What Does an FHA Inspector Look For?
Updated: Aug 10, 2019
Before the Federal Housing Administration (FHA) agrees to lend a buyer the money to purchase a home, the property must undergo an FHA appraisal, also called an FHA inspection. The FHA process is very structured, and the agency has specific guidelines that must be adhered to before a loan will be approved. These FHA appraisal guidelines will let you know what to expect during the appraisal of the home you want to buy. If you're a seller, you can take steps to ensure an FHA inspection will not cause the rejection of your potential buyers.
Q: Does FHA require an home inspection?
A: FHA does not require a home inspection. There's a HUD disclosure that says you should get one for your protection that you will need to sign if you're planning on not getting one, but an home inspection is not required. They do require an appraisal on purchase transactions. Some people refer to this appraisal as an inspection, but it is not a full home inspection.
Understand the Inspection's Purposes
It lets the agency know the current market value of the home, regardless of what it sold for in the past or might sell for in the future. It determines whether the house and property meet minimum U.S. Department of Housing and Urban Development (HUD) living standards.
HUD-approved, licensed inspectors who are experts in assessing needed criteria are the only ones who perform FHA appraisals.
Determine Current Market Value
The current market value of the home will be determined by comparing recently sold similar homes in the area. The appraiser will try to get an apples-to-apples list of recent sales, in which the homes have the same number of bedrooms and bathrooms.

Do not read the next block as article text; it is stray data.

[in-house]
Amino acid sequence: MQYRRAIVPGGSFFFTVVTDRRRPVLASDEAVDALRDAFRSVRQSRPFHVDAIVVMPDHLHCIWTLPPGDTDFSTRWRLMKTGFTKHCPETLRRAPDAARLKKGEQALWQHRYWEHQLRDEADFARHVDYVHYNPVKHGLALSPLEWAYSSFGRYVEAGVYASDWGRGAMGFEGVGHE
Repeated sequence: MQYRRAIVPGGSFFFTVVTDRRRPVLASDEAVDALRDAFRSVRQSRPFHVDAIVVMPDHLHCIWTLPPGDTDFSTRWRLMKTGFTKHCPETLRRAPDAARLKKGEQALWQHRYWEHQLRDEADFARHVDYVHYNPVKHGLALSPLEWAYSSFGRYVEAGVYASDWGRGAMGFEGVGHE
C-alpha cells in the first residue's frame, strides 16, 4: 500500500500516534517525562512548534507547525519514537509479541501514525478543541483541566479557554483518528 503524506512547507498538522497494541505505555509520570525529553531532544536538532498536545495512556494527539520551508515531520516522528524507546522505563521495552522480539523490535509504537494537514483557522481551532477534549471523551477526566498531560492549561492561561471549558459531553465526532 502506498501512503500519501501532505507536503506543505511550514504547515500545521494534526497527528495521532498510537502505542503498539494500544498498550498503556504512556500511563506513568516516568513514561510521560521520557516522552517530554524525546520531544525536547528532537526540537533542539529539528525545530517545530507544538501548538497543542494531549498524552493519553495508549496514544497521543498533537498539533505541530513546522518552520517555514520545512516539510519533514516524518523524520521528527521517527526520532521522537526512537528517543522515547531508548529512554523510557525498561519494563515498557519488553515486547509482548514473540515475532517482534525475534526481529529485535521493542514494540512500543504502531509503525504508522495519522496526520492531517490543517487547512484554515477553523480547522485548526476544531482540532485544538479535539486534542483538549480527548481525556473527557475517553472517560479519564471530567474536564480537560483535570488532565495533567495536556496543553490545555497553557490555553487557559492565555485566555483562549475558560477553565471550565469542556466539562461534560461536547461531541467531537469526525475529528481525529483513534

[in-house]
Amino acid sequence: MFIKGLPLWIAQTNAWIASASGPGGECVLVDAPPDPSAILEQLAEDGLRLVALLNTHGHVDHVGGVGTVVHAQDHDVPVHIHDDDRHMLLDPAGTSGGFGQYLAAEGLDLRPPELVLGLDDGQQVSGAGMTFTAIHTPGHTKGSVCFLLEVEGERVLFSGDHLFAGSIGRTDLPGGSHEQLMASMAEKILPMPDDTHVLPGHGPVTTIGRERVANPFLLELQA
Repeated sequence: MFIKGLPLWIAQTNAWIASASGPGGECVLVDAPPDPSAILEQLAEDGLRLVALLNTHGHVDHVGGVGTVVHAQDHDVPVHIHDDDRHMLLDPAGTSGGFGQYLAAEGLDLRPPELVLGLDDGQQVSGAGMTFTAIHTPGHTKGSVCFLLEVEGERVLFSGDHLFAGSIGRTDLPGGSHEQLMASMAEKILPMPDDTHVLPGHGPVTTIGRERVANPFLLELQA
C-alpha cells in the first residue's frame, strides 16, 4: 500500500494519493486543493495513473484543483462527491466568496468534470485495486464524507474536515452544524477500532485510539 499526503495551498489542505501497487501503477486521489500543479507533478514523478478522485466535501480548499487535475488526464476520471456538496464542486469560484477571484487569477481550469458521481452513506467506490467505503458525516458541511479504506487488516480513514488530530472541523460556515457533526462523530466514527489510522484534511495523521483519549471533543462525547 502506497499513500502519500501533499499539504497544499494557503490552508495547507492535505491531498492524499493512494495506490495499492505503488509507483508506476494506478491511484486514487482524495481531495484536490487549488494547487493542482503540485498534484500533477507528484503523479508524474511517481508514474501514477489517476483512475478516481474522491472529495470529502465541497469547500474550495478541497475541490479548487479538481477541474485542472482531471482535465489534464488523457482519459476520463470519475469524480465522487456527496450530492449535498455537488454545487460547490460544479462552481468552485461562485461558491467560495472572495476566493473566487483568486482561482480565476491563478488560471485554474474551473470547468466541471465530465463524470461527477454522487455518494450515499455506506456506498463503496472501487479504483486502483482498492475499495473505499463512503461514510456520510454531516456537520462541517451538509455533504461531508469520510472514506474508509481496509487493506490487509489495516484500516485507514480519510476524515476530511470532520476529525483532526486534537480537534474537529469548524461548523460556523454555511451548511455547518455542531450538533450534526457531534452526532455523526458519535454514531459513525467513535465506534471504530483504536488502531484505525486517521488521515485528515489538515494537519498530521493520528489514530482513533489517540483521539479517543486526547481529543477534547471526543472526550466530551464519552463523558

Loan limits through FHA take the area's cost of living into account. For example, San Francisco has one of the highest costs of living in the nation. Therefore, FHA will loan up to $726,525 for a single family dwelling. That amount increases for multiple family listings with the limit being a four-plex, for up to $1,397,400 as of 2019.
Get Acquainted With Inspector Photos
Your appraiser will take the following photos:
the back, sides & front of the home, any pools, decks or other value-increasing improvements to the property, each home used in the comparable home appraisal list to determine current market value. Naturally, the appraiser can't walk through the yards, but can get a front and often a side view of each home as well as photos of the sale amount from listing sites or public records, a copy or photo of an aerial street map to show the location of the home that is the focus of the inspection in relation to the area's comparable homes.